Dual SPV company structures
It is possible for producers to utilise what we refer to as a dual SPV company structure (and in fact some projects involve many more than two SPVs in the company structure). This means that a producer establishes two SPVs for a particular project, both of which are separate to the ultimate “parent” company.
We sometimes refer to these companies as the “rights holding company” and the “SPV”.
Under this structure the rights holding company enters into agreements with third party participants such as financiers, investors, distributors and networks (although those participants may require that the SPV is also a party to some of these agreements) and the rights holding company owns or controls the underlying rights and a share of copyright in the completed project.
The rights holding company licenses to the SPV all of the rights necessary to produce the film/TV project and the SPV incurs the production expenditure. The SPV is the applicant for the Producer Offset and accordingly will enter into the loan agreement and security agreement with a financier for Producer Offset cashflow funding (although it is common that the financier will also require that the rights holding company enters into these agreements to secure ongoing obligations).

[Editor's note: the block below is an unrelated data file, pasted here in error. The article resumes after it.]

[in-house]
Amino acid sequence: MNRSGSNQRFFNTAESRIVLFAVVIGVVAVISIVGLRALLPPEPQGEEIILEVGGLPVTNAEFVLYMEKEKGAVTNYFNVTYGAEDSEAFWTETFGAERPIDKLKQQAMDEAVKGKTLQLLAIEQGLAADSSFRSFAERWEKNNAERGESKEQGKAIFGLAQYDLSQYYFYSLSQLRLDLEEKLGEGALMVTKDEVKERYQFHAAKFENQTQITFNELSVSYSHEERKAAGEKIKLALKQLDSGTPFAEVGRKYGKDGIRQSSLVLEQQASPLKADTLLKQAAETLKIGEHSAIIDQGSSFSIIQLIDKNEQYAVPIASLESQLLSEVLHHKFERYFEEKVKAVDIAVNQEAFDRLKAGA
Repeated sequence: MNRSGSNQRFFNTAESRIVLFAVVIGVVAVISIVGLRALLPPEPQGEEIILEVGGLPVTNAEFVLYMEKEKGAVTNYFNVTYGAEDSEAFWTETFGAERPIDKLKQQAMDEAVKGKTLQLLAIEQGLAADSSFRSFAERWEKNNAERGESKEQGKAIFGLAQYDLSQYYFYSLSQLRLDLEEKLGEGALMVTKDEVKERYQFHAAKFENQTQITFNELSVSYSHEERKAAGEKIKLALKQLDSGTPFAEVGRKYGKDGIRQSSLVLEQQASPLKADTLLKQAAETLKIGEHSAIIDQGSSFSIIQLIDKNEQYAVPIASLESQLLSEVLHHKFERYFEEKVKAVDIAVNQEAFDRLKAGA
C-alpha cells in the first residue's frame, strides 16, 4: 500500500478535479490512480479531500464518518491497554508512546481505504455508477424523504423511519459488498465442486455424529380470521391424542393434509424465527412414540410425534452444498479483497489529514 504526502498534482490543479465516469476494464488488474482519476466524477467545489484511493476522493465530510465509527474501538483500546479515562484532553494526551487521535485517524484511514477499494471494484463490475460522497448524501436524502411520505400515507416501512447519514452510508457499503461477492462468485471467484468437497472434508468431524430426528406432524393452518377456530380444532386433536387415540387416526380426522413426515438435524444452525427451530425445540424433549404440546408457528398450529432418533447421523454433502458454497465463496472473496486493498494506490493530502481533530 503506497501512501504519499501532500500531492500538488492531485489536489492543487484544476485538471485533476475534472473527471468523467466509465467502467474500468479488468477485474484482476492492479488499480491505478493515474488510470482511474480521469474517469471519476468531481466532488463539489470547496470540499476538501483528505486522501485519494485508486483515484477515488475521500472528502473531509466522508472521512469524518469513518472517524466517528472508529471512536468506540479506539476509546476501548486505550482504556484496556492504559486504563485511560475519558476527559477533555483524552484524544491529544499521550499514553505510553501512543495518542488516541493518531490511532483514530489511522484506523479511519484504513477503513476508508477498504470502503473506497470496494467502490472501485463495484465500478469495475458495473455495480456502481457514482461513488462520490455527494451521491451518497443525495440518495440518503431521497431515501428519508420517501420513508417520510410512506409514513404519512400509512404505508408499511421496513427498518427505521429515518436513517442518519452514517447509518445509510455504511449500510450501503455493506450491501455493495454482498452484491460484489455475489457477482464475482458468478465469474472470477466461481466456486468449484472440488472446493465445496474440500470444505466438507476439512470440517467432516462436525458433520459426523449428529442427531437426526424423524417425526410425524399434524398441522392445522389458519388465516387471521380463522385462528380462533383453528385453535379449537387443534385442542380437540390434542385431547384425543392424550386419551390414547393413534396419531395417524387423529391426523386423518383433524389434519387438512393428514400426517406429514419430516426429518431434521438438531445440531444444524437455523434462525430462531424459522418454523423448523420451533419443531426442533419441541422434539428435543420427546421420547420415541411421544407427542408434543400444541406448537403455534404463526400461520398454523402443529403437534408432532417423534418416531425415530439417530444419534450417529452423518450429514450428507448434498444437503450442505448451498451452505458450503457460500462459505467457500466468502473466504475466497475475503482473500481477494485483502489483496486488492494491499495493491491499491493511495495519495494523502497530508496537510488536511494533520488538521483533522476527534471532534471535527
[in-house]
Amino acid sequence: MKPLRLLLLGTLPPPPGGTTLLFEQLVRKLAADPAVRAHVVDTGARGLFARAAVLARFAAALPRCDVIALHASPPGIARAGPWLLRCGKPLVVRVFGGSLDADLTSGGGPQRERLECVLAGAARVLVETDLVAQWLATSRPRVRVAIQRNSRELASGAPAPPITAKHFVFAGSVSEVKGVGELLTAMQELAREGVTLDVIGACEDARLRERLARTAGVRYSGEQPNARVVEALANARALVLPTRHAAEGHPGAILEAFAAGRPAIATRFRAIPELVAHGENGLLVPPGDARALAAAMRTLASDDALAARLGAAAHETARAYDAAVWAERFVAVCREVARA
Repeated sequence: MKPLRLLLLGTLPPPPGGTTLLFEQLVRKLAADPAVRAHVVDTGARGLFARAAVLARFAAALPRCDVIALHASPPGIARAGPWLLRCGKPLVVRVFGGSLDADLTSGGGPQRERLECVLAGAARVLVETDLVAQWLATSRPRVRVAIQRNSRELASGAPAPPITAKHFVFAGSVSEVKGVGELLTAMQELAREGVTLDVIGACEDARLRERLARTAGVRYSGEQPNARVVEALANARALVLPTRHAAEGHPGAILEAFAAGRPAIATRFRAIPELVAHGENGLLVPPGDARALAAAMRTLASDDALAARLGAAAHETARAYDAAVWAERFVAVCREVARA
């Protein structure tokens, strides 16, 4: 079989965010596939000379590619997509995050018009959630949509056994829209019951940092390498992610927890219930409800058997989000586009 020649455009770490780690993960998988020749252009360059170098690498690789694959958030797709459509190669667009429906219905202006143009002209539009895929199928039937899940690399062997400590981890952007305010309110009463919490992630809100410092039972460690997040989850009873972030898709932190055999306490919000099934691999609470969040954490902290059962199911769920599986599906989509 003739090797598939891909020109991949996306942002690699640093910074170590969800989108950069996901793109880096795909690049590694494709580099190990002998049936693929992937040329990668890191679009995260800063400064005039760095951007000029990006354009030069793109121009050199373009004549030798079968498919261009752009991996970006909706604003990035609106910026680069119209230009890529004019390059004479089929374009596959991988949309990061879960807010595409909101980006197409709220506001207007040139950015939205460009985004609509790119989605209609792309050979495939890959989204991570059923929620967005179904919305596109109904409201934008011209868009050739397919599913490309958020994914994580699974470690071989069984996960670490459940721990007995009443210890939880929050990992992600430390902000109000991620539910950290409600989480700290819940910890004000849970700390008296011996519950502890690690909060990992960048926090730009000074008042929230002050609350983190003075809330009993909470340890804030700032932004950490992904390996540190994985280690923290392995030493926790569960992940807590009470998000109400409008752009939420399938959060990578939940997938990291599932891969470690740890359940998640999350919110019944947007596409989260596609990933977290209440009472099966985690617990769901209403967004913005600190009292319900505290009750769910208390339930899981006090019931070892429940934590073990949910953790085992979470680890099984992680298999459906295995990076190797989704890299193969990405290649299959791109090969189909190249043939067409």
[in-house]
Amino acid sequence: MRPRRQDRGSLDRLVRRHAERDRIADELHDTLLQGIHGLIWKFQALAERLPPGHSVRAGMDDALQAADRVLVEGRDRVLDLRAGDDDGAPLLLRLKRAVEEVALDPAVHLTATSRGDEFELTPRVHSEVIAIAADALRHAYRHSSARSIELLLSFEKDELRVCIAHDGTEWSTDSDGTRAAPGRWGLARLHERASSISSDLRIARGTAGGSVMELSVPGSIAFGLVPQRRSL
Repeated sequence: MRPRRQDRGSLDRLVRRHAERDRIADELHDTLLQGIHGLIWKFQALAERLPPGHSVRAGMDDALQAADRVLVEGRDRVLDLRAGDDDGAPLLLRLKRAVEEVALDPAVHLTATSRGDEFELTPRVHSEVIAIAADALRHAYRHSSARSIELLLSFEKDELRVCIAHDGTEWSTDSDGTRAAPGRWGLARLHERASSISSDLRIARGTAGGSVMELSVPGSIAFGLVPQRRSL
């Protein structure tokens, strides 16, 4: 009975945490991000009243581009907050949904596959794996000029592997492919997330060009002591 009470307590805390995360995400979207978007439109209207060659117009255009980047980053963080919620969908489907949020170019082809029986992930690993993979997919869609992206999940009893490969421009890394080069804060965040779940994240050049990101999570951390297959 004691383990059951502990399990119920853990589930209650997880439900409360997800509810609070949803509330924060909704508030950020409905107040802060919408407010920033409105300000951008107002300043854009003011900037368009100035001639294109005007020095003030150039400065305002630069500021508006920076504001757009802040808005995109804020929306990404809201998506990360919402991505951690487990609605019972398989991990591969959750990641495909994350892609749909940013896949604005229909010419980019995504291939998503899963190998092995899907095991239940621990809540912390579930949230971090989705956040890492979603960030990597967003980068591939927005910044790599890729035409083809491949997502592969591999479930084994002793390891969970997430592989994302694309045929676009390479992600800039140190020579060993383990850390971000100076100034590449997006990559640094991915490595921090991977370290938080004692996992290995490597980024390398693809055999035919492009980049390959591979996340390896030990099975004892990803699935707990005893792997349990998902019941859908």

If a Producer Offset project is set to complete early in the financial year, as long as the SPV is solvent the SPV can complete an early tax return by appointing a liquidator and voluntarily winding up.
The liquidator will lodge the tax return and distribute the Producer Offset amount to the financier. If a producer would like this option, it is essential that the company structure and project agreements are set up to ensure that the directors of the SPV will be able make the requisite declaration of solvency.
Using a dual SPV company structure can also assist producers to manage and isolate the risks associated with each project. For example, the “parent” company may not need to be a party to the transaction documents for each project (subject to the requirements of project participants). In addition, using a dual SPV company structure can also avoid the issue of having to release pre-existing security interests from previous projects or otherwise resolve the issue of competing security interests.
Finally, producers should obtain tax advice to ensure that the company structures they are implementing on projects are appropriate for their circumstances. For example, a production company which is producing a slate of projects may have different tax considerations than a production company producing a single project.
Sonia and Dan would like to thank Sam Berry in assisting with the preparation of this column.